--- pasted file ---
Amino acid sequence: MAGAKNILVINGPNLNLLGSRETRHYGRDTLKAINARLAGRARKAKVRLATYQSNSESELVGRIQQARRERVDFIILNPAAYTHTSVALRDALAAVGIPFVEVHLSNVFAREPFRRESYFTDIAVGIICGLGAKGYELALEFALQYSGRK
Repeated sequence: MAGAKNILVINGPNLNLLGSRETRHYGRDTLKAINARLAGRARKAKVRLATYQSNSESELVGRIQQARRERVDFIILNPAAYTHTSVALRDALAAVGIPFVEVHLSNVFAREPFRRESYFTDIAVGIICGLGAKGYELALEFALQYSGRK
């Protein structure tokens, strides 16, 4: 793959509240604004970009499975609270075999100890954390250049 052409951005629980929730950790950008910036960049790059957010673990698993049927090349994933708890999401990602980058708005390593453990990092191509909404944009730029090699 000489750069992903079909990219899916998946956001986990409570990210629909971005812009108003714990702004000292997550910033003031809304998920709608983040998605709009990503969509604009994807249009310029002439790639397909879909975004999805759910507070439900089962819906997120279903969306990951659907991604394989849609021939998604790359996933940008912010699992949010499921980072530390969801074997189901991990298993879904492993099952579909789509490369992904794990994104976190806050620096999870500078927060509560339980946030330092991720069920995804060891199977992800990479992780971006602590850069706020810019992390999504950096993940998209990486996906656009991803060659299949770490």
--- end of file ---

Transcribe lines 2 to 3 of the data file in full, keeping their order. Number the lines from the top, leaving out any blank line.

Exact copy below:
Repeated sequence: MAGAKNILVINGPNLNLLGSRETRHYGRDTLKAINARLAGRARKAKVRLATYQSNSESELVGRIQQARRERVDFIILNPAAYTHTSVALRDALAAVGIPFVEVHLSNVFAREPFRRESYFTDIAVGIICGLGAKGYELALEFALQYSGRK
């Protein structure tokens, strides 16, 4: 793959509240604004970009499975609270075999100890954390250049 052409951005629980929730950790950008910036960049790059957010673990698993049927090349994933708890999401990602980058708005390593453990990092191509909404944009730029090699 000489750069992903079909990219899916998946956001986990409570990210629909971005812009108003714990702004000292997550910033003031809304998920709608983040998605709009990503969509604009994807249009310029002439790639397909879909975004999805759910507070439900089962819906997120279903969306990951659907991604394989849609021939998604790359996933940008912010699992949010499921980072530390969801074997189901991990298993879904492993099952579909789509490369992904794990994104976190806050620096999870500078927060509560339980946030330092991720069920995804060891199977992800990479992780971006602590850069706020810019992390999504950096993940998209990486996906656009991803060659299949770490």